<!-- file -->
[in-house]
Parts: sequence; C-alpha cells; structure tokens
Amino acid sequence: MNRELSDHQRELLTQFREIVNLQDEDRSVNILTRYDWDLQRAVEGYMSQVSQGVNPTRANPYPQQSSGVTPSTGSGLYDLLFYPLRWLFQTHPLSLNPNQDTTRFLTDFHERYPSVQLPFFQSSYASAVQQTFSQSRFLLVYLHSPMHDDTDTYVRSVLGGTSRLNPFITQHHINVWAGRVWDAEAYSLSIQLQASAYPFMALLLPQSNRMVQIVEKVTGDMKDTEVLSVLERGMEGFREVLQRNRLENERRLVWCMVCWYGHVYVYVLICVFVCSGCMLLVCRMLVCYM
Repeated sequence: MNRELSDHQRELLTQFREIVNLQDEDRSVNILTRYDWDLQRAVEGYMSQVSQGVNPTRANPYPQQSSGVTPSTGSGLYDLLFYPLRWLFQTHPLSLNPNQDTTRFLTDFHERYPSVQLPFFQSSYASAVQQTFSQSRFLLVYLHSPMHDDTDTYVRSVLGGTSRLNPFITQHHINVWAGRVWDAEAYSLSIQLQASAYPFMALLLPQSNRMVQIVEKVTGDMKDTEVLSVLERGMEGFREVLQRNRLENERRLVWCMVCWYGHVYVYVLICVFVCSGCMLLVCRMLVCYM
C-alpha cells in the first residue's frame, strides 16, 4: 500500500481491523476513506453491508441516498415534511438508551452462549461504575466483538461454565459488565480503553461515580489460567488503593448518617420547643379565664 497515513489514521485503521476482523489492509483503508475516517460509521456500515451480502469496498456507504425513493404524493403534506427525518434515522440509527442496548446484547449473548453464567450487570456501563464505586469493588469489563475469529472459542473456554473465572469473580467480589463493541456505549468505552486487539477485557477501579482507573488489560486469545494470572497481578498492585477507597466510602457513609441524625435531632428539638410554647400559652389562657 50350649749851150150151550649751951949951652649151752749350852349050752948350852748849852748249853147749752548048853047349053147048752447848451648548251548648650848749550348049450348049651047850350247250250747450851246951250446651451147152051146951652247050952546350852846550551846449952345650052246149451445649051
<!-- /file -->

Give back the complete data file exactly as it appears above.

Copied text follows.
[in-house]
Parts: sequence; C-alpha cells; structure tokens
Amino acid sequence: MNRELSDHQRELLTQFREIVNLQDEDRSVNILTRYDWDLQRAVEGYMSQVSQGVNPTRANPYPQQSSGVTPSTGSGLYDLLFYPLRWLFQTHPLSLNPNQDTTRFLTDFHERYPSVQLPFFQSSYASAVQQTFSQSRFLLVYLHSPMHDDTDTYVRSVLGGTSRLNPFITQHHINVWAGRVWDAEAYSLSIQLQASAYPFMALLLPQSNRMVQIVEKVTGDMKDTEVLSVLERGMEGFREVLQRNRLENERRLVWCMVCWYGHVYVYVLICVFVCSGCMLLVCRMLVCYM
Repeated sequence: MNRELSDHQRELLTQFREIVNLQDEDRSVNILTRYDWDLQRAVEGYMSQVSQGVNPTRANPYPQQSSGVTPSTGSGLYDLLFYPLRWLFQTHPLSLNPNQDTTRFLTDFHERYPSVQLPFFQSSYASAVQQTFSQSRFLLVYLHSPMHDDTDTYVRSVLGGTSRLNPFITQHHINVWAGRVWDAEAYSLSIQLQASAYPFMALLLPQSNRMVQIVEKVTGDMKDTEVLSVLERGMEGFREVLQRNRLENERRLVWCMVCWYGHVYVYVLICVFVCSGCMLLVCRMLVCYM
C-alpha cells in the first residue's frame, strides 16, 4: 500500500481491523476513506453491508441516498415534511438508551452462549461504575466483538461454565459488565480503553461515580489460567488503593448518617420547643379565664 497515513489514521485503521476482523489492509483503508475516517460509521456500515451480502469496498456507504425513493404524493403534506427525518434515522440509527442496548446484547449473548453464567450487570456501563464505586469493588469489563475469529472459542473456554473465572469473580467480589463493541456505549468505552486487539477485557477501579482507573488489560486469545494470572497481578498492585477507597466510602457513609441524625435531632428539638410554647400559652389562657 50350649749851150150151550649751951949951652649151752749350852349050752948350852748849852748249853147749752548048853047349053147048752447848451648548251548648650848749550348049450348049651047850350247250250747450851246951250446651451147152051146951652247050952546350852846550551846449952345650052246149451445649051